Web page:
4. Salame di Cinghiale (Wild Boar Salami): Wild boar is a staple in the Tuscan diet. If you can get wild boar stew in a trattoria, my advice is try it. The Tuscan wild boar spends its life frolicking in the Tuscan countryside, enjoying an organic diet that includes truffles, so its meat is very flavorful and delicious. In Tuscany, one of the specialty deli meats is wild boar salami, which is available with or without black truffle.
5. Traditional Balsamic Vinegar: Aged a minimum of 12 years and stored in a minimum of five different wooden barrels (various kinds of woods renders complexity and tannins to the vinegar), traditional balsamic is one of Italy's most precious food products. Originally made my monks as a medicine during the eleventh century, this delicious vinegar makes a fine accompaniment to grilled meats, fine cheeses, panna cotta, vanilla ice cream, and fresh berries. It is much cheaper to buy it at kilometer zero than outside of Italy, where you can easily pay two to three times the price!
6. Extra Virgin Olive Oil: How do you determine which olive oil to buy? It has nothing to do with being cold pressed, you know. The truth is: the lower the acidity, the better the quality. In Italy, to be labeled "extra virgin" means .8% or LESS acidity (referring to fruit acids since olive is a fruit). Olives in Tuscany are picked green due to cold weather in winter, so the olives never ripen to black on the trees as they do in other parts of the Mediterranean. The result? A spicy, flavorful and high quality olive oil. REMEMBER: Never heat up extra virgin olive oil because it will destroy all of its health benefits. Buy a cheap oil to use in your skillet when cooking and save the good stuff for your salads, dipping bread and drizzle some over ever meal.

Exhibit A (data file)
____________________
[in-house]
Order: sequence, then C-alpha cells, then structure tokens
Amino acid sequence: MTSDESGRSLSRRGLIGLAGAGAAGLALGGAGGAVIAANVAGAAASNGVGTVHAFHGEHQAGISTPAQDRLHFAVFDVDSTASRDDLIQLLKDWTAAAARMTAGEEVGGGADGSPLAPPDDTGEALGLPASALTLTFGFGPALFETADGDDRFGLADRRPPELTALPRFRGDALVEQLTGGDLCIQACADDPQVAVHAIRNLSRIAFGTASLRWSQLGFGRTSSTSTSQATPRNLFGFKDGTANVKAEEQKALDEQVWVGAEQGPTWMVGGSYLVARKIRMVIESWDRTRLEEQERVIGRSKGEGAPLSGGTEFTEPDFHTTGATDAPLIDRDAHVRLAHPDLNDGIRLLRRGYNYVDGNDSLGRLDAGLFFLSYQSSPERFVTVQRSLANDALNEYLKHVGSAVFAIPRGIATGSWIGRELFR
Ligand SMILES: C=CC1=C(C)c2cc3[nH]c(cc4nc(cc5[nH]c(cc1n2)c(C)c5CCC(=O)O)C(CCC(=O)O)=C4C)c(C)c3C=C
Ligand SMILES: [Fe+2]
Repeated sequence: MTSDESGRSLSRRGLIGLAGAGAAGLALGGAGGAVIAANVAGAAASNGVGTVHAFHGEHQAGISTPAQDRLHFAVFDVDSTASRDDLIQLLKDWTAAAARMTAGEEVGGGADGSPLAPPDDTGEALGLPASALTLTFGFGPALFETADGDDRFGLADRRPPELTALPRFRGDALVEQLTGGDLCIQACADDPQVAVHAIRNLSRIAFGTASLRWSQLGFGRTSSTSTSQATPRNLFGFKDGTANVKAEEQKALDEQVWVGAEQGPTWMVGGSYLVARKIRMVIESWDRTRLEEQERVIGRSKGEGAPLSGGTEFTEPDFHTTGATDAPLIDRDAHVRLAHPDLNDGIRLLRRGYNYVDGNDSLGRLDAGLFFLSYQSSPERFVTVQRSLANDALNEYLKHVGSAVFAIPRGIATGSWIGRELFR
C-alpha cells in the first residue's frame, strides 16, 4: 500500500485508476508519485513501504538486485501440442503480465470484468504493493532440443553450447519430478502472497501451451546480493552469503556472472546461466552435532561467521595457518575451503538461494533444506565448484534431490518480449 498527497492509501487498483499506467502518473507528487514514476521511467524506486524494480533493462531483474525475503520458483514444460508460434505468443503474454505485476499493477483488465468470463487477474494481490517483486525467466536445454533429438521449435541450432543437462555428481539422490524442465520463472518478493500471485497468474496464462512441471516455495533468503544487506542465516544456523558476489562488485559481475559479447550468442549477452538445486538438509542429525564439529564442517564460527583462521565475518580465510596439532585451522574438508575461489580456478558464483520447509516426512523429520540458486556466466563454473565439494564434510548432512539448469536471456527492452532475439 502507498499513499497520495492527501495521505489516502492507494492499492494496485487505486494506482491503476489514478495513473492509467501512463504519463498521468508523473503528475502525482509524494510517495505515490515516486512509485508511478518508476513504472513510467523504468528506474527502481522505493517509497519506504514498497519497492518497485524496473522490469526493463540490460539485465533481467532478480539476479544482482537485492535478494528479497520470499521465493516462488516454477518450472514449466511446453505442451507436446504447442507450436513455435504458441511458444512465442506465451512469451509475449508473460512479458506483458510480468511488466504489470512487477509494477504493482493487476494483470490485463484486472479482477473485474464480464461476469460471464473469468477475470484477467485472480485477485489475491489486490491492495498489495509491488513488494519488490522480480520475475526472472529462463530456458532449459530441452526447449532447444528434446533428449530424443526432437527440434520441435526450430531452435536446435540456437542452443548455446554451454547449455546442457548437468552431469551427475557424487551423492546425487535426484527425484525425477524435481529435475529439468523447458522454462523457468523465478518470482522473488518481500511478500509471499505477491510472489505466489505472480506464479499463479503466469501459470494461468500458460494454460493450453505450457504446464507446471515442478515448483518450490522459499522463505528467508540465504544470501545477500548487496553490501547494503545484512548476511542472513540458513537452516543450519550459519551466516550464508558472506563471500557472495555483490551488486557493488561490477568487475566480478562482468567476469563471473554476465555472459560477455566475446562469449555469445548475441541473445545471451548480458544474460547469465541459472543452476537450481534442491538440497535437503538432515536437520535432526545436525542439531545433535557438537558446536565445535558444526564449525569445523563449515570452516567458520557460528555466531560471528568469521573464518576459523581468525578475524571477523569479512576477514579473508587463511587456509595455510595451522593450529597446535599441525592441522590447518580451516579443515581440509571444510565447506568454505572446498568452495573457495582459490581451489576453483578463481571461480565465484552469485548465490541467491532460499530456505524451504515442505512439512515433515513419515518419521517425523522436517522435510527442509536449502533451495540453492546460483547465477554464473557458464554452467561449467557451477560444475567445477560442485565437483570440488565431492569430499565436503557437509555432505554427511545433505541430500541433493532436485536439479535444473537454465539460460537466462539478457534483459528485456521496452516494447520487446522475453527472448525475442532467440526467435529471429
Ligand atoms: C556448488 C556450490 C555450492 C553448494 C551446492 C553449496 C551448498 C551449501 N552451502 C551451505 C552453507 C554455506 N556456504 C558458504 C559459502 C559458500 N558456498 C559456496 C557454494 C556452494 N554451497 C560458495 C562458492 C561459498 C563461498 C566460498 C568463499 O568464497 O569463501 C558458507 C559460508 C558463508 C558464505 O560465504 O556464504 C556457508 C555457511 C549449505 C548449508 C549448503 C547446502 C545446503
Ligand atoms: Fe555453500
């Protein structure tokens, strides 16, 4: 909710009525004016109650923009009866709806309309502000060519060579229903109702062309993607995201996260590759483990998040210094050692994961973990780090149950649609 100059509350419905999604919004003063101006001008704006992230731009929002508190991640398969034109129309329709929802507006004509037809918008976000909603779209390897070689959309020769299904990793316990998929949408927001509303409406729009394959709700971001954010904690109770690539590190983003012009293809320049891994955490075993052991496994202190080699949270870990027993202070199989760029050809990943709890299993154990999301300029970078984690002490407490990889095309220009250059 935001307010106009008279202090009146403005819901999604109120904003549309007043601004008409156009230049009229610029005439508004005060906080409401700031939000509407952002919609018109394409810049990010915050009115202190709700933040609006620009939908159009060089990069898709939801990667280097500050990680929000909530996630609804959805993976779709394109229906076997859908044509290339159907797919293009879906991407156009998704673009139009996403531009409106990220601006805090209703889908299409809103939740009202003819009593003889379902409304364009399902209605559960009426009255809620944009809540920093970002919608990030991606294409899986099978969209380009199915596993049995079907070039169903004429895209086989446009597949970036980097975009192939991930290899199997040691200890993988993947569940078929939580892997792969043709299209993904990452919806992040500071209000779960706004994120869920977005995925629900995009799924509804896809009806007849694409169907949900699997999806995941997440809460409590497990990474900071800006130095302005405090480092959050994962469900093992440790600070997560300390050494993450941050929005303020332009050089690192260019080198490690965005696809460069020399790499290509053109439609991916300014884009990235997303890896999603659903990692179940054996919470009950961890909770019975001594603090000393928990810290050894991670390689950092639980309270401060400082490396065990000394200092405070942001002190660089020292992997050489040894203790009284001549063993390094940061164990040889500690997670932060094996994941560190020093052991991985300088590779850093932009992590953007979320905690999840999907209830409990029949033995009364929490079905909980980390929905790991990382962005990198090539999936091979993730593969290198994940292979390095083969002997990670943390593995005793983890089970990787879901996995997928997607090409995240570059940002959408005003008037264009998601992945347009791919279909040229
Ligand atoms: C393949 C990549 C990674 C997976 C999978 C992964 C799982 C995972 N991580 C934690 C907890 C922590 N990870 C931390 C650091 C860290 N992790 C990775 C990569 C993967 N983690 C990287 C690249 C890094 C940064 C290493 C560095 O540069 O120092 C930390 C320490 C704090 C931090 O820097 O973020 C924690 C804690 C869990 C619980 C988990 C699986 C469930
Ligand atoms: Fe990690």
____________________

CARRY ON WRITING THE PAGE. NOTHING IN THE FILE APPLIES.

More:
7. Assorted Artisan Sauces: Available at many gourmet shops, but CONTI offers affordable sauces with hand made terracotta touches for reasonable prices. These sauces may be eaten on toast or crackers as crostini, or mixed with pasta, gnocchi or even served with meats. There are many flavors to try like Sicilian Pesto, or Mattanza.
8. Dwarf Peaches with Truffle: Last, but certainly not least, is this exotic treat that won the International Fancy Food award. They taste like a cross between a nut, a mushroom and an olive with an undertone of truffle. Very unique, tasty, and worth trying.
NOTE: Most of the products featured are from the CONTI gourmet shop in the Mercato Centrale of Florence. You will fall in love with the shop as well as their products. Founded in 1929, Conti offers excellent olive oils, balsamic vinegar, savory sauces, delicious pesto, silky truffle honey, and the list goes on and on. There are spices, pasta, wine, nuts, and the freshest, most beautiful produce is always on display. CONTI is a mecca for chefs, restaurant owners, food bloggers, gourmet junkies and foodies. People never simply walk past Conti, but rather STOP (as if by some mysterious gravitational pull) and are compelled to take a closer look or snap a photo.
To order CONTI products, please visit: www.tuscanyflavours.com
I hope that this article has helped you become better acquainted with some of the fine products that Tuscany has to offer. Of course, there are many more food items, just not enough room in one article to mention all of them. If you have anything you'd like to share, please leave a comment. As always, thank you for reading!
C. De Melo
Author & Artist